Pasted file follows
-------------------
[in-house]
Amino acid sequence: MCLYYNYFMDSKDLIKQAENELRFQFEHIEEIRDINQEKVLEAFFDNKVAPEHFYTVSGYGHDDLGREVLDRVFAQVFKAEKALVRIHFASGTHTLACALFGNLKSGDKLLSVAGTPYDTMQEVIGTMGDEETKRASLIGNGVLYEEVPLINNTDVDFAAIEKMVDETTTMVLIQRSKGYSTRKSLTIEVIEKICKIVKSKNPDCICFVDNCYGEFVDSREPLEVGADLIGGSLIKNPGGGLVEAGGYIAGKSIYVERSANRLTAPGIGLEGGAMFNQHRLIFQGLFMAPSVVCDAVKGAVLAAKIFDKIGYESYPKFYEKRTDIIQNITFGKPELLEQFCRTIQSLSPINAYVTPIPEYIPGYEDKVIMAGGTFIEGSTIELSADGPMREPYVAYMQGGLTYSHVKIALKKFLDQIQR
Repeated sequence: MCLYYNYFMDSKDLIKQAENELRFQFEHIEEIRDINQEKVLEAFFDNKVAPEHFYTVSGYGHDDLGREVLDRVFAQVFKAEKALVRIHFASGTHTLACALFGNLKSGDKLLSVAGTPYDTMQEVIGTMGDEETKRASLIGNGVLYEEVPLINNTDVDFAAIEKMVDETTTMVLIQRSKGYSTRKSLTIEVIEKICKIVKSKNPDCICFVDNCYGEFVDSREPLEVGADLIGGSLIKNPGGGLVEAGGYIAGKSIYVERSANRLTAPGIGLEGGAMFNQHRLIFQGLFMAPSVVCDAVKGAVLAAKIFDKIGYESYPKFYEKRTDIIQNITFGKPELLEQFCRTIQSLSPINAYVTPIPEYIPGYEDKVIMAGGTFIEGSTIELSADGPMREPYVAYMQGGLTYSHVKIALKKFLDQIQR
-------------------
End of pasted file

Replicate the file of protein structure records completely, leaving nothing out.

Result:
[in-house]
Amino acid sequence: MCLYYNYFMDSKDLIKQAENELRFQFEHIEEIRDINQEKVLEAFFDNKVAPEHFYTVSGYGHDDLGREVLDRVFAQVFKAEKALVRIHFASGTHTLACALFGNLKSGDKLLSVAGTPYDTMQEVIGTMGDEETKRASLIGNGVLYEEVPLINNTDVDFAAIEKMVDETTTMVLIQRSKGYSTRKSLTIEVIEKICKIVKSKNPDCICFVDNCYGEFVDSREPLEVGADLIGGSLIKNPGGGLVEAGGYIAGKSIYVERSANRLTAPGIGLEGGAMFNQHRLIFQGLFMAPSVVCDAVKGAVLAAKIFDKIGYESYPKFYEKRTDIIQNITFGKPELLEQFCRTIQSLSPINAYVTPIPEYIPGYEDKVIMAGGTFIEGSTIELSADGPMREPYVAYMQGGLTYSHVKIALKKFLDQIQR
Repeated sequence: MCLYYNYFMDSKDLIKQAENELRFQFEHIEEIRDINQEKVLEAFFDNKVAPEHFYTVSGYGHDDLGREVLDRVFAQVFKAEKALVRIHFASGTHTLACALFGNLKSGDKLLSVAGTPYDTMQEVIGTMGDEETKRASLIGNGVLYEEVPLINNTDVDFAAIEKMVDETTTMVLIQRSKGYSTRKSLTIEVIEKICKIVKSKNPDCICFVDNCYGEFVDSREPLEVGADLIGGSLIKNPGGGLVEAGGYIAGKSIYVERSANRLTAPGIGLEGGAMFNQHRLIFQGLFMAPSVVCDAVKGAVLAAKIFDKIGYESYPKFYEKRTDIIQNITFGKPELLEQFCRTIQSLSPINAYVTPIPEYIPGYEDKVIMAGGTFIEGSTIELSADGPMREPYVAYMQGGLTYSHVKIALKKFLDQIQR